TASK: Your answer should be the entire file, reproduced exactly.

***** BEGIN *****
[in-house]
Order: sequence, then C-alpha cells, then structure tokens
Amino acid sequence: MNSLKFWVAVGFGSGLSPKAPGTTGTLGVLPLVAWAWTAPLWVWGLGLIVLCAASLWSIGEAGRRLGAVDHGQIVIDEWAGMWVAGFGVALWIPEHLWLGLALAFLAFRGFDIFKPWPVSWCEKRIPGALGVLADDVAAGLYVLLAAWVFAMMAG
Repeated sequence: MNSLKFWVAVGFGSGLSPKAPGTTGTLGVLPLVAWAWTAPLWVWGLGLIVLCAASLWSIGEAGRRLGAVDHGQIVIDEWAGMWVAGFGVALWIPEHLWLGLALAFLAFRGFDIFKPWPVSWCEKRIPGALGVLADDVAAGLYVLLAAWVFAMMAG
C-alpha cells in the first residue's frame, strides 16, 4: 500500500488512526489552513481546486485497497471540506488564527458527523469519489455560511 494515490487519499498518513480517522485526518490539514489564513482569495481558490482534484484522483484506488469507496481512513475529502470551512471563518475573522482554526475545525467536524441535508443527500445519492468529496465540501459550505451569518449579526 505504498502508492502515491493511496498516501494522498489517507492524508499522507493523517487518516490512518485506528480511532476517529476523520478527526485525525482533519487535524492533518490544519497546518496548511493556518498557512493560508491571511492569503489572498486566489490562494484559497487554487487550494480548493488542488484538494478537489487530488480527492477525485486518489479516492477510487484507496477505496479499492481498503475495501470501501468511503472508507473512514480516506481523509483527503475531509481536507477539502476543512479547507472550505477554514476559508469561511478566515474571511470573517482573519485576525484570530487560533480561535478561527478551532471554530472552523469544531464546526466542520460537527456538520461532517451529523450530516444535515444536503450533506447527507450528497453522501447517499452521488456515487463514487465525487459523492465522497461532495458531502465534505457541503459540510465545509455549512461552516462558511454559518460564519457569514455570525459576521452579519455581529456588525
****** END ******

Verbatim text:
[in-house]
Order: sequence, then C-alpha cells, then structure tokens
Amino acid sequence: MNSLKFWVAVGFGSGLSPKAPGTTGTLGVLPLVAWAWTAPLWVWGLGLIVLCAASLWSIGEAGRRLGAVDHGQIVIDEWAGMWVAGFGVALWIPEHLWLGLALAFLAFRGFDIFKPWPVSWCEKRIPGALGVLADDVAAGLYVLLAAWVFAMMAG
Repeated sequence: MNSLKFWVAVGFGSGLSPKAPGTTGTLGVLPLVAWAWTAPLWVWGLGLIVLCAASLWSIGEAGRRLGAVDHGQIVIDEWAGMWVAGFGVALWIPEHLWLGLALAFLAFRGFDIFKPWPVSWCEKRIPGALGVLADDVAAGLYVLLAAWVFAMMAG
C-alpha cells in the first residue's frame, strides 16, 4: 500500500488512526489552513481546486485497497471540506488564527458527523469519489455560511 494515490487519499498518513480517522485526518490539514489564513482569495481558490482534484484522483484506488469507496481512513475529502470551512471563518475573522482554526475545525467536524441535508443527500445519492468529496465540501459550505451569518449579526 505504498502508492502515491493511496498516501494522498489517507492524508499522507493523517487518516490512518485506528480511532476517529476523520478527526485525525482533519487535524492533518490544519497546518496548511493556518498557512493560508491571511492569503489572498486566489490562494484559497487554487487550494480548493488542488484538494478537489487530488480527492477525485486518489479516492477510487484507496477505496479499492481498503475495501470501501468511503472508507473512514480516506481523509483527503475531509481536507477539502476543512479547507472550505477554514476559508469561511478566515474571511470573517482573519485576525484570530487560533480561535478561527478551532471554530472552523469544531464546526466542520460537527456538520461532517451529523450530516444535515444536503450533506447527507450528497453522501447517499452521488456515487463514487465525487459523492465522497461532495458531502465534505457541503459540510465545509455549512461552516462558511454559518460564519457569514455570525459576521452579519455581529456588525